Tweet review: #mnfringe Digital Hub binge day: "Super Patriots!" from @UNarrator; hilarious, one of the funniest things I've seen at Virtual #mnfringe; half popsicle stick political puppets, half live action; satire on proud tradition of US demagogues, McCarthy, Buchanan, etc. - 5 stars
Show description: Short absurdist plays about American leaders who loved their country so much that they unleashed reigns of terror upon it. Part 1, Senator Joseph McCarthy; part 2, President James Buchanan. (Adult language, Crude humor, Gun/Weapon usage, Violence) 25 minutes
Since our current politics are bleak enough, when I saw the subtitle of Super Patriots was "tragicomic stories from America's darkest timelines" I thought, "Do I really want to subject myself to that?" But the fact that it was two ten minute plays, one on Senator Joseph McCarthy in the early 1950s, the other on President James Buchanan in the late 1850s, made me think, I'm probably strong enough the deal with ten minutes of anything. Turns out they should have leaned harder on the comic part of tragi-comic in the publicity because, dark though the humor often was, I was laughing loudly throughout the half hour run time. Super Patriots is sort of like if Monty Python's Flying Circus taught American history. If you feel like laughing at politics for a change, Super Patriots is your Fringe show.
"If you do nothing, nothing can be your fault."
I'd need to do some further homework to determine just how historically accurate the two shorts written by Carl Danielson were. I'm making the assumption that the broad contours of what is depicted are largely correct, while some of the details have been distorted for comic effect. For instance, while I'm sure that Sen. McCarthy was not a fan of fellow Senator Margaret Chase Smith and her habit of standing up to his Red Scare tactics, I don't believe McCarthy ever physically attacked or disemboweled her. (Don't worry, she reappears later with a band-aid on, good as new.) And I'm pretty sure McCarthy wasn't a serial killer leaving literal dead bodies in his wake all over the floors of the Capitol building. The historical characters in the McCarthy short, Super Patriots, are nearly all voiced by unseen actors who manipulate paper cutouts of pictures of Hubert Humphrey (Brian Rust), Lyndon Johnson (Tim Hoover), Joseph McCarthy (Carl Danielson), and Margaret Chase Smith (Kitty Drexel) mounted on popsicle sticks. The one exception is Liz Salazar who plays the lawyer Joseph Welch, who finally took on McCarthy in his televised committee hearings looking into Communist infiltration of the U.S. Army ("Have you no sense of decency, sir?"). Actress and puppet engage in an ahistorical fistfight as well, through the magic of editing.
"You mean the War of Yankee Aggression?!"
"No, I don't. And shut the f**k up. I'M the editor of this play."
Throughout, Humphrey keeps pleading with Johnson that they have to do something, and Johnson keeps putting him off. "It'll burn itself out soon." Next scene, one year later. "He won't be around much longer." Next scene, two years after that. "This is the beginning of the end for Joe McCarthy." Next scene, one more year later. The Humphrey puppet implores Johnson, "Everyone's taking him seriously, but he's nothing but a dotty demagogue with terrible hair" (puppet aside to the audience) "You know who I'm talking about, right?" Both plays in Super Patriots aren't shy about winking at the audience about parallels to current events, which is another part of their absurdist charm. Lamenting over the corpse of one of McCarthy's victims that the janitors still haven't cleaned up, Humphrey steps over it and says, "Poor fellow. I suppose we'll never even know all their names. (Which of course made me think, US death toll from COVID-19, over 157,000, but that was yesterday.)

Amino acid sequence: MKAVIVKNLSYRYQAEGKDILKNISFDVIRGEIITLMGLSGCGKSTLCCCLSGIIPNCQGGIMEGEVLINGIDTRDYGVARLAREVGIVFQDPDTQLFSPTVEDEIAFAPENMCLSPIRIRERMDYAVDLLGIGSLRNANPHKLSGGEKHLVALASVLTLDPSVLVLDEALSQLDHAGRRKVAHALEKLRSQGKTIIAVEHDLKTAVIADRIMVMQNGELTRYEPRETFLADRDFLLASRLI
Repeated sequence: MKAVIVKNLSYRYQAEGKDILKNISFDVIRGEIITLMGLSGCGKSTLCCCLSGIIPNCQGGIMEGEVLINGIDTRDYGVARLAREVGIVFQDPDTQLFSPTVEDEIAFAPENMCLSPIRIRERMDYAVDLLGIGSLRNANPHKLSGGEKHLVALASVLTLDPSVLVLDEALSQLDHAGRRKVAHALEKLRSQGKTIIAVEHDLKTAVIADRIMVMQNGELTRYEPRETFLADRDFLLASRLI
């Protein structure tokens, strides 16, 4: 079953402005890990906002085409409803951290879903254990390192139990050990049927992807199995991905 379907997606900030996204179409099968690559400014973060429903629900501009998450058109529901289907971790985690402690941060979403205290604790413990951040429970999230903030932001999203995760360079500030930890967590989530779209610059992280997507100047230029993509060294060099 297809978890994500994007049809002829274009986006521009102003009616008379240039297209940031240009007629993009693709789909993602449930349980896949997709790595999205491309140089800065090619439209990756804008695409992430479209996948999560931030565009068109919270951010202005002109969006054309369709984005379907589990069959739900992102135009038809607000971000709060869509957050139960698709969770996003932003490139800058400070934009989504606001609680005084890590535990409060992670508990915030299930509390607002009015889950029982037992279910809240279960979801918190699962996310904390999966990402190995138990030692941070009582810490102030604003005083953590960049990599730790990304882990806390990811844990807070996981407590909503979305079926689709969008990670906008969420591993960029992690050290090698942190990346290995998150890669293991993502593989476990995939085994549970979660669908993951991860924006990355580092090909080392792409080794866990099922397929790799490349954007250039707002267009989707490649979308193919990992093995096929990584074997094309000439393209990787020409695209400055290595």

"It seemed like we spent all our time trying NOT to stop him."
The second short, Doughface, is a live-action Zoom format costume drama, with people appearing in boxes to great comic effect. President James Buchanan (Hoover again) tells the Northern abolitionists (Juliet Bowler) everything they want to hear, while still always managing to capitulate to anything the Southern slave-holding states (Emily Taradash) want. In trying to do as little as possible in order to stave off the Civil War, he just ends up making it happen anyway, leaving his successor Lincoln a real mess to clean up ("Yeah, poor f**k. I hope he makes it"). The civil servant (Jenny Gutbezahl) who Buchanan also leaves behind is not impressed.
"I'm going to miss the White House. So many memories. Dred Scott, Bleeding Kansas, and over there is the place where I was told that though I was the most corrupt president in history, it didn't rise to the level of an impeachable offense."
U.S. History with a Monty Python aesthetic. Hey, laughing beats crying, right?
5 stars - Very Highly Recommended
And here's a handy set of links to the other coverage of Virtual Fringe 2020: a rundown of 5 star show coverage, 4.5 star show coverage, 4 star show coverage, 2 and 3 star show coverage, and overviews of the lineups of each day's Nightly Fringe free online content